The psychological impact of chronic illness on the individual and the family

A columnist has a tough conversation with her 9-year-old son

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by Shalana Jordan |

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banner image for Shalana Jordan's column Walking on Water, which features a woman on the left walking on a greenish body of water.

“Sometimes I worry about what life would be like if you died.”

Upon hearing this, I felt a pang of pain in my heart and a knot in my stomach. I looked in the rearview mirror at my 9-year-old son sitting behind me. He was staring out the window deep in thought as we drove home from school.

“What do you mean?” I asked, unsure of where the sudden dark turn in the conversation had come from.

“I don’t know. You’re just so sick. You’ve been doing chemo for so long and you’re not getting better,” he replied. “I just wonder what will happen to us if you die.”

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My heart broke and tears filled my eyes. My sweet child was stressed and worried about me. Sadness, guilt, worry, and shock washed over me. I paused to choose my words carefully.

“Well, I don’t plan on going anywhere anytime soon,” I said. “Hopefully, I won’t die until you’re much older. And by then, you’ll have a wife or a husband, your brother, your friends, and maybe even children of your own to help you through my passing. Death is sad and scary, but unfortunately, it’s a normal part of life.”

He made eye contact with me in the mirror and smiled halfheartedly. A simple car ride home had turned into an existential crisis. Why doesn’t anyone warn us how hard parenting is?

Unimaginable loss, and something positive

Atypical hemolytic uremic syndrome, which I nearly died from in 2020, has already taken so much from me. It caused hemolytic anemia, multiorgan failure, and a two-month stay in the intensive care unit. Additionally, I have several complicated and rare comorbidities, and I’ll need chemotherapy for the rest of my life.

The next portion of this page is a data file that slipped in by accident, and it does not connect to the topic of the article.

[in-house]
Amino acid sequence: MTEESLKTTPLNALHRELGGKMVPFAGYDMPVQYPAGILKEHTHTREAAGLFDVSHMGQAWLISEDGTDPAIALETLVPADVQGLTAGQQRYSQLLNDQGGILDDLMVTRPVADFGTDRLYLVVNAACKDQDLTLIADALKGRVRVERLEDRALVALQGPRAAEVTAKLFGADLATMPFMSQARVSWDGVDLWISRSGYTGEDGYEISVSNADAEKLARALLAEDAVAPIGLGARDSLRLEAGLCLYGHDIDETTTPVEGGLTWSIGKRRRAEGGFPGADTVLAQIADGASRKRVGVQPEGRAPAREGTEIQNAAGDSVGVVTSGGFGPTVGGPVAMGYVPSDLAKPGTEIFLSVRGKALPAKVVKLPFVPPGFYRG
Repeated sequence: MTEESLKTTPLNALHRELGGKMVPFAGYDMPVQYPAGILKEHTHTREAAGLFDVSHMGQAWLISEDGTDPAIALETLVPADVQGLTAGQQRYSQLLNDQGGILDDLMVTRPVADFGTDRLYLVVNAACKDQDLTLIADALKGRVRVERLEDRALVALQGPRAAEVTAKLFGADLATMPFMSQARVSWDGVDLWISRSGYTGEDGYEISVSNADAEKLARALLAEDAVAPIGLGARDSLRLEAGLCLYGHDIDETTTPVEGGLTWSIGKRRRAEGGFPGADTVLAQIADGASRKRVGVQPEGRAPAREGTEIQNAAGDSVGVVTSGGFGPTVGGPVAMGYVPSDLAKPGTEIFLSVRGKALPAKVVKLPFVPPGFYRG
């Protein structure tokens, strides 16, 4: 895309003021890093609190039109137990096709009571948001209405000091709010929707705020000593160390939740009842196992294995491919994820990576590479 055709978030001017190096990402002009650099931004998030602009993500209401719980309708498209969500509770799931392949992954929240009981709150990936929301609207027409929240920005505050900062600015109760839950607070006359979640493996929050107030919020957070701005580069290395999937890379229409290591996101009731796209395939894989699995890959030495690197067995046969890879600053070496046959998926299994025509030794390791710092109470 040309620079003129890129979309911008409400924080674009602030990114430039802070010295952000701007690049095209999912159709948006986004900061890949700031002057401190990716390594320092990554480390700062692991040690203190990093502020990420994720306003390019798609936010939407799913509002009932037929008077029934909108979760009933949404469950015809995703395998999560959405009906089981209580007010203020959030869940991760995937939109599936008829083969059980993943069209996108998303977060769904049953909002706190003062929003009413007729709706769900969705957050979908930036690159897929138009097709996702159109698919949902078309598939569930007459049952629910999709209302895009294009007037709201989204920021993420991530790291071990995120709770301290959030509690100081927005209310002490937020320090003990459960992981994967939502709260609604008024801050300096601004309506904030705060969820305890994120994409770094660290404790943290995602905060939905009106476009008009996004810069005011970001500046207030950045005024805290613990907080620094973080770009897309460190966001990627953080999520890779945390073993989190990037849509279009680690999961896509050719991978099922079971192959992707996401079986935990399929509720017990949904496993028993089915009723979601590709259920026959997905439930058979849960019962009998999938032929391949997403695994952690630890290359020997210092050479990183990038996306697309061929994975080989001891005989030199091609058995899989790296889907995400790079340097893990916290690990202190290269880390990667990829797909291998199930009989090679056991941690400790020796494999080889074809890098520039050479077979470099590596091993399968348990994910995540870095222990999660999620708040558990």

I also lost my career, my physical strength, my home, my car, months of time with my children, my ability to have more children, and so much more. Plus, I must take tons of medication every day, and I have chronic pain, fatigue, and post-traumatic stress disorder.

But I never anticipated how much it would affect my children’s mental health. When all of this began four years ago, they were only 4 and 5 years old. They don’t remember much about the beginning of my illness or being stuck at their grandmother’s house for five months while I was hospitalized and on dialysis.

However, as they get older, they understand more about my illness and its daily symptoms. I try to hide as much as I can on the harder days, but they’re becoming very observant. My illness makes them worry about me, which I never wanted for them.

The positive takeaway is that my boys are learning sympathy and how to care for others. They are two sweet, not-so-little boys who love their mom and hate to see her suffer. Hopefully, all of this will help them to grow into men who are kind, understanding, and patient with anyone in their lives who needs it.

Note: aHUS News is strictly a news and information website about the disease. It does not provide medical advice, diagnosis, or treatment. This content is not intended to be a substitute for professional medical advice, diagnosis, or treatment. Always seek the advice of your physician or other qualified health provider with any questions you may have regarding a medical condition. Never disregard professional medical advice or delay in seeking it because of something you have read on this website. The opinions expressed in this column are not those of aHUS News or its parent company, BioNews, and are intended to spark discussion about issues pertaining to aHUS.


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